Saying mothers should stay home with their children, members of a House committee have killed legislation to require minimum safety standards and criminal history checks for Idaho day-cares. “It’s gut-wrenching for me,” Rep. Tom Loertscher, R-Iona, said before the 6-5 vote against the bill. “What can we do to keep mom at home?” Loertscher said he “cannot imagine” ever taking a child to a day-care center, and said, “There is no substitute, there is absolutely no substitute for families taking care of children.” Rep. Steven Thayn, R-Emmett, said, “Being separate from your mother … there’s reason to believe this could be harmful.”
The House Health and Welfare Committee kept backers of the day-care licensing bill waiting until long after 5 p.m. for a hearing that was scheduled to start at 1:30 – after it was put off last week – then limited them to three minutes apiece to testify in favor of the bill. A stunned Cathy Kowalski, a Coeur d’Alene early childhood consultant who has worked on the bill for three years, said, “I think it is a committee whose members are definitely out of touch with the needs of their constituents, and I think the working families in their districts need to let them know.” Sylvia Chariton, who testified in favor of the bill on behalf of the American Association of University Women of Idaho, said, “It’s ridiculous – those men live in a time warp, when 60 percent of all mothers of children under 6 years of age take them someplace to be cared for.”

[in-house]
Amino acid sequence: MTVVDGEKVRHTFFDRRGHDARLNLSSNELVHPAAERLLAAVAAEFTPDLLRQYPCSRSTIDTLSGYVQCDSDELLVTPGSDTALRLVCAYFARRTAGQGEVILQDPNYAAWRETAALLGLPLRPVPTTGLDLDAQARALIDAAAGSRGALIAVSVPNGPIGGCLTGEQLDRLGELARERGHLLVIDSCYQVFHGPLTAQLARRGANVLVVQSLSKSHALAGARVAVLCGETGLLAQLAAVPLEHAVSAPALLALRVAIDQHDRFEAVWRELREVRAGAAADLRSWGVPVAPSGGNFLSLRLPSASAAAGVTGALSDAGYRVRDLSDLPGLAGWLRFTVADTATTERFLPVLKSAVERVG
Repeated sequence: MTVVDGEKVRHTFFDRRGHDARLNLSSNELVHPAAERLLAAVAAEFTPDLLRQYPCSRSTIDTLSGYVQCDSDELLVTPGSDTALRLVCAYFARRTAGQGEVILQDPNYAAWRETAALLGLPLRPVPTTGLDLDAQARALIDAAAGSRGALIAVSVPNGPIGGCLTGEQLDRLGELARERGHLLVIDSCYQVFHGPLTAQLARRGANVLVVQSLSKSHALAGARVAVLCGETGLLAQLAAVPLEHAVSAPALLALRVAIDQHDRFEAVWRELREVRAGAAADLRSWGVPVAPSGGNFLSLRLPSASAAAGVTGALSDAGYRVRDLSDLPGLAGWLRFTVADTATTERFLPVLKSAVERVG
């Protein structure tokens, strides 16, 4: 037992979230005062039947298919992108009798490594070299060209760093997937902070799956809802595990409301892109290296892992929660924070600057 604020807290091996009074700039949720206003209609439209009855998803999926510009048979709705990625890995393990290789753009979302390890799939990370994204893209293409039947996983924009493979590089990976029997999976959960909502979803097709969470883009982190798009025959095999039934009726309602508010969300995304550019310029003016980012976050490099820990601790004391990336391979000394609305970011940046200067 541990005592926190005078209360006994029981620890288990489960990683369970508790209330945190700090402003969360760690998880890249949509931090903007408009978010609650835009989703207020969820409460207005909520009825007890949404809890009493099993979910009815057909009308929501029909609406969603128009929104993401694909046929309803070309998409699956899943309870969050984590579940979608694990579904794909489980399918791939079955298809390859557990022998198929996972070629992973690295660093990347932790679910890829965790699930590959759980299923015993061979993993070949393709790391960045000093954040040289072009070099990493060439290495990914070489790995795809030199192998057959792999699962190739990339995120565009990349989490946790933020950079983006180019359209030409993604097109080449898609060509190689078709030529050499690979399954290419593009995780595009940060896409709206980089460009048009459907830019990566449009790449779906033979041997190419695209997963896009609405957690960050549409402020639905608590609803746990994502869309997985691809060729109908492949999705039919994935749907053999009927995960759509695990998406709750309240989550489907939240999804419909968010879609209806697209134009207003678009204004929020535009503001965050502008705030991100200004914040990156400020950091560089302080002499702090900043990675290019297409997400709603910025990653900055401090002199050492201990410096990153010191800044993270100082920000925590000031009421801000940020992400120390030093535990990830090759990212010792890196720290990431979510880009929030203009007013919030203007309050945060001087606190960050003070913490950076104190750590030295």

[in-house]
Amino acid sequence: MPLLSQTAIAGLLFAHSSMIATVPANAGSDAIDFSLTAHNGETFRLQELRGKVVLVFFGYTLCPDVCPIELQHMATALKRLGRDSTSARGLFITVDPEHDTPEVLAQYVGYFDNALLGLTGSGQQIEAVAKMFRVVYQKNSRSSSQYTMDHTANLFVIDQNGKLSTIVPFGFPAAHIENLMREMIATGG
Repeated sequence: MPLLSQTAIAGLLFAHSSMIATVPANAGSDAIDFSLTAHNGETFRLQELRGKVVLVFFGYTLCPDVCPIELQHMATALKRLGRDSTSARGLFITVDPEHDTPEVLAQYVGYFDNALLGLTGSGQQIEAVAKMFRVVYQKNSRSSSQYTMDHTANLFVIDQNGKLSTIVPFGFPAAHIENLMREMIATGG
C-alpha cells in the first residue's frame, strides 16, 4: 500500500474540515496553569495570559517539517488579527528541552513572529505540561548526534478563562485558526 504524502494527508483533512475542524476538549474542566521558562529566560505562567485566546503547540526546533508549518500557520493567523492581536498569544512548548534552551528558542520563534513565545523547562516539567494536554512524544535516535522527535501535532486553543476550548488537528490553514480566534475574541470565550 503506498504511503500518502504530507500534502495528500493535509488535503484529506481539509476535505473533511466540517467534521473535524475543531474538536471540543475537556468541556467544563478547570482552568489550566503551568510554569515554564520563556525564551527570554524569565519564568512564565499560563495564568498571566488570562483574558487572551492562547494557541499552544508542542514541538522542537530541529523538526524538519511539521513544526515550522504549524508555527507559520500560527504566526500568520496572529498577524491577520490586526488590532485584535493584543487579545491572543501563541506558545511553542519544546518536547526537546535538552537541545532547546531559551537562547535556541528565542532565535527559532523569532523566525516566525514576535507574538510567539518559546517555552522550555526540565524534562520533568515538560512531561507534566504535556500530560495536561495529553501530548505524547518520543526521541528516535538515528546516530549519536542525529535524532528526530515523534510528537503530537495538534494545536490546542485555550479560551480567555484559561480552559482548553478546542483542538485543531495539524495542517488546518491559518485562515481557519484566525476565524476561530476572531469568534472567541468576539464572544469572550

Rep. George Sayler, D-Coeur d’Alene, the bill’s lead sponsor, told the committee, “For working parents it is a vital concern.” His bill, HB 163, originally would have set minimal health and safety standards, training requirements and staffing levels and required criminal history checks for day-cares caring for as few as two unrelated children, but he offered amendments to raise that to apply only to those caring for six or more children. “We’re not trying to be burdensome,” Sayler told the committee.
In the final vote, the committee’s three Democrats and two Republicans voted in favor of the amended bill: Reps. John Rusche, D-Lewiston; Lynn Luker, R-Boise; Sue Chew, D-Boise; Margaret Henbest, D-Boise; and Sharon Block, R-Idaho Falls.
Six Republicans voted against the bill even as amended: Reps. Pete Nielsen, R-Mountain Home; Loertscher; Thayn; Paul Shepherd, R-Riggins; Janice McGeachin, R-Idaho Falls; and Jim Marriott, R-Blackfoot. Read the full story here in the Spokesman-Review.